BBC Radio 4 are currently running a series of programmes about the author Daniel Defoe, who is best known for his novels such as Robinson Crusoe (1719). But Defoe was also one of the most important political writers of the later Stuart period. Indeed, thinking about Defoe’s life and career helps us understand the political intrigues and events from his birth on the eve of Charles II’s restoration in 1660 to the death of Queen Anne in 1714.
As a boy Defoe experienced some of the iconic events of restoration London: the Great Plague of 1665, the Great Fire in the following year, and the Dutch raid on the Medway when he was about seven years old. Defoe’s parents were Presbyterians and send their son to a dissenting academy, where he was educated in the ways of English dissenters.
Soon after the accession of the Catholic king James II in 1685, Defoe joined thousands of his fellow Whigs in supporting the alternative claim of the Duke of Monmouth. He marched against James II in Monmouth’s army but gained a pardon, avoiding the harsh government reprisals of the Bloody Assizes. After 1688 Defoe claimed to have become an intimate and adviser of the new Dutch monarch William III, although recent scholarship strongly suggests that this was untrue. Defoe frequently looked back on William’s reign as a golden era and wrote an important elegy on the king called The Mock Mourners (1702).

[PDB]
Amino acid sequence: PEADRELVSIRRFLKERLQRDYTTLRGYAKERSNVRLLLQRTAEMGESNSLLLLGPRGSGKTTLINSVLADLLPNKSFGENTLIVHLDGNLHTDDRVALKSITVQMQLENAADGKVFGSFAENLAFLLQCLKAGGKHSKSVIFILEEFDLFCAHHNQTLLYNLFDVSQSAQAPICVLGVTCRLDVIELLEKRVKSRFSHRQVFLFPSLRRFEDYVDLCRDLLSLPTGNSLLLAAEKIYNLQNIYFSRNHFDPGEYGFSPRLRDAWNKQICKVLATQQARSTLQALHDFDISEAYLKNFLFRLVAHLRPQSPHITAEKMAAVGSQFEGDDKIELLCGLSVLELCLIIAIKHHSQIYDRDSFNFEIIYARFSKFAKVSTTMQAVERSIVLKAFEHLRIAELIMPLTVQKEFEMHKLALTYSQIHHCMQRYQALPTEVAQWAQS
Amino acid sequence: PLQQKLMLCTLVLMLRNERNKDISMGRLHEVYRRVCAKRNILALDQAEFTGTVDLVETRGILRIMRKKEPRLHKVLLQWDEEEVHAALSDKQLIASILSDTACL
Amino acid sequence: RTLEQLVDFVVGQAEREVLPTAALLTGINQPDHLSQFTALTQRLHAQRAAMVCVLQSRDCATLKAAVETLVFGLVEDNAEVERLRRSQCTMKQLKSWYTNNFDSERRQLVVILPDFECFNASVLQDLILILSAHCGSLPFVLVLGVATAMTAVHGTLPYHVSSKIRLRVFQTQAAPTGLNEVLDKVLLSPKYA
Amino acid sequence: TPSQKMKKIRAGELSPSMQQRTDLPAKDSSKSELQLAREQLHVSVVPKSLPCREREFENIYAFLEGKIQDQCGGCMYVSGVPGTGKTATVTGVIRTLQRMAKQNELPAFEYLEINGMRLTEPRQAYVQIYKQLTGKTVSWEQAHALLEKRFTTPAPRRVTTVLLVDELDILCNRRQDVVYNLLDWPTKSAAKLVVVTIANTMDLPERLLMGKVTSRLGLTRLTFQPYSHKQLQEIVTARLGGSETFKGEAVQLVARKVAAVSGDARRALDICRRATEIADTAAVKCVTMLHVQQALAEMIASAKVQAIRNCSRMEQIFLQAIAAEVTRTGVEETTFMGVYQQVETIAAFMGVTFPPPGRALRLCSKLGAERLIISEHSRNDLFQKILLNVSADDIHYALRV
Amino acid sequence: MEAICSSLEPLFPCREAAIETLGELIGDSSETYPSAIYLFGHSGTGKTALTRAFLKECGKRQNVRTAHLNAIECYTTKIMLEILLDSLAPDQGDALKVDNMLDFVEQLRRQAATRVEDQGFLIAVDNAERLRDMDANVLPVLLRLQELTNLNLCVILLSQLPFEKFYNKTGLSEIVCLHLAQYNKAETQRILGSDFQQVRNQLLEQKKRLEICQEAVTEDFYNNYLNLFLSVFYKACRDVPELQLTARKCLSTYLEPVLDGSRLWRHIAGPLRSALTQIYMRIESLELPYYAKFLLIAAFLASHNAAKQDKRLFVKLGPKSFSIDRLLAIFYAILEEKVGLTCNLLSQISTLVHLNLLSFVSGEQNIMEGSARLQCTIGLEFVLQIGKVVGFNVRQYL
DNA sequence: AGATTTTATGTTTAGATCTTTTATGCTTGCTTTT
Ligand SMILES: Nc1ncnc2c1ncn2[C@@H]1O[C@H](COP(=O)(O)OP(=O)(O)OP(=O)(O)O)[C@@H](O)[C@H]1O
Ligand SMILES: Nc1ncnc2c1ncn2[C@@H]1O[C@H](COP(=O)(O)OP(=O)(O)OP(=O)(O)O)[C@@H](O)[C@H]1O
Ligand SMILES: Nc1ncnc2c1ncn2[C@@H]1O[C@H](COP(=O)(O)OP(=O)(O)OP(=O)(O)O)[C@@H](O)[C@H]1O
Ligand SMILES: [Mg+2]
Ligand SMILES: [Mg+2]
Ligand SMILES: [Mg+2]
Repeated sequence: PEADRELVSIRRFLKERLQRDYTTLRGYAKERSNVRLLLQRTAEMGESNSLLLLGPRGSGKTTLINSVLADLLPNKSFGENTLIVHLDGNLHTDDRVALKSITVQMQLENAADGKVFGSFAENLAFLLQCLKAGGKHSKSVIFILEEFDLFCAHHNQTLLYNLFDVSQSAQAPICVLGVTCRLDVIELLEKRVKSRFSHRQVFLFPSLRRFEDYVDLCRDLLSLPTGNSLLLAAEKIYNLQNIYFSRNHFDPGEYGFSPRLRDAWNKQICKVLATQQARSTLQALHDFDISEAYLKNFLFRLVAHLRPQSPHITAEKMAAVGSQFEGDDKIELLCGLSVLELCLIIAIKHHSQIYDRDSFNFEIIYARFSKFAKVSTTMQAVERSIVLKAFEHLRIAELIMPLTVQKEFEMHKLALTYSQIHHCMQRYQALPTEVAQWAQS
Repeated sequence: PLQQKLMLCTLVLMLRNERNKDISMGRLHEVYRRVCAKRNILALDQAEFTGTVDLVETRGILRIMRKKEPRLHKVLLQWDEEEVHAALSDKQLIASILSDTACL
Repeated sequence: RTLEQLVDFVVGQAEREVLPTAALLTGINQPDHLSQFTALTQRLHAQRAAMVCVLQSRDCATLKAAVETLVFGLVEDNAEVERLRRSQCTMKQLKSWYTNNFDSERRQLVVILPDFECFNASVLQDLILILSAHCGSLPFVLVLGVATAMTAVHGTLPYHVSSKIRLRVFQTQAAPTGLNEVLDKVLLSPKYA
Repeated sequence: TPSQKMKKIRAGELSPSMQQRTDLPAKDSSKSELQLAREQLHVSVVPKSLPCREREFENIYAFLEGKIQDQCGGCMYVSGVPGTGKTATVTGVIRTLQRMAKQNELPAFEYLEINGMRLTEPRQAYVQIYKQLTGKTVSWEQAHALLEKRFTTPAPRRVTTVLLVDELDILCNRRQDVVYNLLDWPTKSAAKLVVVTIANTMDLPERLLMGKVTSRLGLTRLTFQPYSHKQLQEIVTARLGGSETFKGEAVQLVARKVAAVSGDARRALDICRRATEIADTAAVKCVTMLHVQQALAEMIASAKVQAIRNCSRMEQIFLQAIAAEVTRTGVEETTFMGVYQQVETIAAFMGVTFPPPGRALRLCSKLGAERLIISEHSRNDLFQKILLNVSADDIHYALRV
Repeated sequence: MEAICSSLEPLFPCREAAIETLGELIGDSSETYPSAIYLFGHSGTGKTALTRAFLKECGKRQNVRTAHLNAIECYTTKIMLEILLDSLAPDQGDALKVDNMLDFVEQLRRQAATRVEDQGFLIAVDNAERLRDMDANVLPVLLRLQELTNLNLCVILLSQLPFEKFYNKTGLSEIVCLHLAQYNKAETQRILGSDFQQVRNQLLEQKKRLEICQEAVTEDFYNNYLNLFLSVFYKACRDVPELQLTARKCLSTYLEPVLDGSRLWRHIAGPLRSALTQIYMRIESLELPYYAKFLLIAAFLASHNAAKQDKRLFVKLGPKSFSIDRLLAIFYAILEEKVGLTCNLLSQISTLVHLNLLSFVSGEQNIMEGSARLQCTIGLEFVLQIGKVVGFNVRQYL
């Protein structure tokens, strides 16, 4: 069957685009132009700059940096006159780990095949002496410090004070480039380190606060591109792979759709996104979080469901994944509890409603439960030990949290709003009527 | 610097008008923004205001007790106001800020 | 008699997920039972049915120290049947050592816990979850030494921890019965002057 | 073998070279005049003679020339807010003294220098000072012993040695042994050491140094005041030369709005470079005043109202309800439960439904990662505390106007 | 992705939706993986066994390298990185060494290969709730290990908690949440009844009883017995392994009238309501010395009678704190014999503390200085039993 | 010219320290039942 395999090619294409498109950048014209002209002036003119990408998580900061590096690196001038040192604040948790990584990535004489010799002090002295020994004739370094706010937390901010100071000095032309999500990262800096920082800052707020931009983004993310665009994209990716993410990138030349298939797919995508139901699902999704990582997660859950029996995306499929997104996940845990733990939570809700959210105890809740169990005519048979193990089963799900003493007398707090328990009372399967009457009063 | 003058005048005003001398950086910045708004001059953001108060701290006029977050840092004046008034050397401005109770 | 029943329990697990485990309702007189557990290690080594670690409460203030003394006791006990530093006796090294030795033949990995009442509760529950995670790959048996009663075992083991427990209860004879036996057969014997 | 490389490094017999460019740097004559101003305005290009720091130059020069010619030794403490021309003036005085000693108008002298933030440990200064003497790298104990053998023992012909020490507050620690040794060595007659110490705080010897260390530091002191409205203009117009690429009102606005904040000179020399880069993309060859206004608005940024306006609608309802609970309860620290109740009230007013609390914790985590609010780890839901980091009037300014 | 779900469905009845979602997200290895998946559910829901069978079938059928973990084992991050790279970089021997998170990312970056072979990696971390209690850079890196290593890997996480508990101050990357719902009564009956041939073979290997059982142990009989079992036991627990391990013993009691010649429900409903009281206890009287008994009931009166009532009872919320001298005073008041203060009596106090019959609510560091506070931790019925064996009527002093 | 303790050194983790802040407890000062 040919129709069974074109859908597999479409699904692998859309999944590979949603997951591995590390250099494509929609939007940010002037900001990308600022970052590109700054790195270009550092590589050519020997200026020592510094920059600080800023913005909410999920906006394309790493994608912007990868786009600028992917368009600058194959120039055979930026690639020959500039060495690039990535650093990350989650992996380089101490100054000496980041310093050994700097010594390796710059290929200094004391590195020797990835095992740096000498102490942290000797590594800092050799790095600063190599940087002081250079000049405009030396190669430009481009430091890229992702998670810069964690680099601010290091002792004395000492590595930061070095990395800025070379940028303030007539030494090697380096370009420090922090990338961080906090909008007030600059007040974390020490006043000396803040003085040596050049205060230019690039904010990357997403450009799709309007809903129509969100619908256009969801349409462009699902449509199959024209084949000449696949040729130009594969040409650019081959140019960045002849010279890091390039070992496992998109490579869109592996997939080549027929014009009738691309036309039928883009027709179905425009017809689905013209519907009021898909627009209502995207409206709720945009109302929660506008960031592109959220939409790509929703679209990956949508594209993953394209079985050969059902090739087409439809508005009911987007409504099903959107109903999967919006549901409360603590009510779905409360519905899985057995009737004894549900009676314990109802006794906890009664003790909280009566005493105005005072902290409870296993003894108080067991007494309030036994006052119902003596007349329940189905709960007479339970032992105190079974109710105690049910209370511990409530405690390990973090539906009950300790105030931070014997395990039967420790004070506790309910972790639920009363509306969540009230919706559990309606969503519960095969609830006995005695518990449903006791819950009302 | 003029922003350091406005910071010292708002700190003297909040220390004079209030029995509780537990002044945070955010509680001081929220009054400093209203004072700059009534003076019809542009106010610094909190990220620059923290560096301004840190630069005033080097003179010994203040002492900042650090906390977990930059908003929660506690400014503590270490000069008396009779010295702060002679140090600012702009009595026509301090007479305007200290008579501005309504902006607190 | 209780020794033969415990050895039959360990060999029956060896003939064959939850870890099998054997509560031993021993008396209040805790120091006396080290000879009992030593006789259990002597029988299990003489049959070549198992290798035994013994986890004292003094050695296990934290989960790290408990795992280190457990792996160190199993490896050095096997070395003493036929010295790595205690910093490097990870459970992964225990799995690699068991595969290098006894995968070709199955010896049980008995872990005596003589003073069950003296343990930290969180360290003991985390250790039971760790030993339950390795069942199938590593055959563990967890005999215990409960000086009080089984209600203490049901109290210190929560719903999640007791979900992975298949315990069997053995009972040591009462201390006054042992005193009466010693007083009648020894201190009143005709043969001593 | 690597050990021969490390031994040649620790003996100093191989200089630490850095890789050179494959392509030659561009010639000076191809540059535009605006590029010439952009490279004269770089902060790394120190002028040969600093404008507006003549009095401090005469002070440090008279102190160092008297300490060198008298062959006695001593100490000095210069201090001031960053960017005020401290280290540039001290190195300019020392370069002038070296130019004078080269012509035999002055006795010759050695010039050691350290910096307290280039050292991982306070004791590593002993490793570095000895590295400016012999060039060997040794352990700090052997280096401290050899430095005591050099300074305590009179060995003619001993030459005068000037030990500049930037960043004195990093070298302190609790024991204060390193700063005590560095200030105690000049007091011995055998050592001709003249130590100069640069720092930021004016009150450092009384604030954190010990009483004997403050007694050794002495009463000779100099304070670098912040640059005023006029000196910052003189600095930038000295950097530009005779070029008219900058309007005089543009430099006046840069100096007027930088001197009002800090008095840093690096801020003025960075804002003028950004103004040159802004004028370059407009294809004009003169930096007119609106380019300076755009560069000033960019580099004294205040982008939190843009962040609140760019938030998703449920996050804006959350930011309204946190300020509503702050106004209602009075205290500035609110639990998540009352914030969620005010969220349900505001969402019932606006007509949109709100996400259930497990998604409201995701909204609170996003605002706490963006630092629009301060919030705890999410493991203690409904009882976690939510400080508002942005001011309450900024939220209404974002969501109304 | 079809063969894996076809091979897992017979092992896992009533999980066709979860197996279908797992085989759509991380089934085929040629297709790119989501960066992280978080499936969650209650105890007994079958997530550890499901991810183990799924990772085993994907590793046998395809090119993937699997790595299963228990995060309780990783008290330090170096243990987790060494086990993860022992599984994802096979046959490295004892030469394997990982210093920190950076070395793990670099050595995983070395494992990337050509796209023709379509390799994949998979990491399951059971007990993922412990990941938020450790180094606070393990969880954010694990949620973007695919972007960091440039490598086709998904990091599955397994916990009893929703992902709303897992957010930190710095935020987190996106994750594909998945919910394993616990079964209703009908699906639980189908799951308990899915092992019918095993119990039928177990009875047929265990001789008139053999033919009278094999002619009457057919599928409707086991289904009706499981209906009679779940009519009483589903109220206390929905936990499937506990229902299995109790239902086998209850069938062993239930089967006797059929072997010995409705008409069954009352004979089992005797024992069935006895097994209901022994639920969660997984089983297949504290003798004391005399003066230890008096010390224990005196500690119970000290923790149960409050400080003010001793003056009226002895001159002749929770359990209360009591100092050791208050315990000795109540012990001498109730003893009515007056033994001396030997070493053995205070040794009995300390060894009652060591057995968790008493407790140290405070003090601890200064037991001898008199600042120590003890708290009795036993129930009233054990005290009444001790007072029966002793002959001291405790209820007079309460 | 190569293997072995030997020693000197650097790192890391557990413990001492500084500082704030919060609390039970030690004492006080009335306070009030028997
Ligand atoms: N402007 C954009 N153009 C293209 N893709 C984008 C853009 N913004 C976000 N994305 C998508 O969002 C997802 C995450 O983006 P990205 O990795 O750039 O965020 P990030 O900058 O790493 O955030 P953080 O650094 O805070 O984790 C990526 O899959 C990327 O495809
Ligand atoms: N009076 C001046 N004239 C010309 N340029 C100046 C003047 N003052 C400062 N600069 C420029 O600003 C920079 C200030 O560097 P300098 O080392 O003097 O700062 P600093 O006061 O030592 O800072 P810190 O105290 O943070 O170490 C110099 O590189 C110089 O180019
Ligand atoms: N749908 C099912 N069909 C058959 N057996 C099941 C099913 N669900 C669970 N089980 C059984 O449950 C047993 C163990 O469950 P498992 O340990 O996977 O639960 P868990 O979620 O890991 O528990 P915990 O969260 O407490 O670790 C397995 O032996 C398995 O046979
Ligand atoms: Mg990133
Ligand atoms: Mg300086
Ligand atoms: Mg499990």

Yet it was under Queen Anne that Defoe emerged into public life. After his prosecution and imprisonment for writing a seditious libel called The Shortest-Way with the Dissenters (1702), Defoe was rescued from prison by one of Anne’s chief ministers, Robert Harley, who employed the luckless author as a government propagandist and occasional spy. In this capacity, Defoe became key to the emergence of political journalism in Britain.
Mark Lawson’s documentary on Defoe contains interviews with established Defoe scholars such as Paula Backsheider and Maximillian E. Novak, and is not to be missed. But also listen to the lively dramatization of Defoe’s journalistic career and of his novels Moll Flanders and A Journal of a Plague Year (both 1722). When you listen, be sure to remember Defoe’s past as an opponent of Stuart absolutism under James II and a supporter of Williamite monarchy.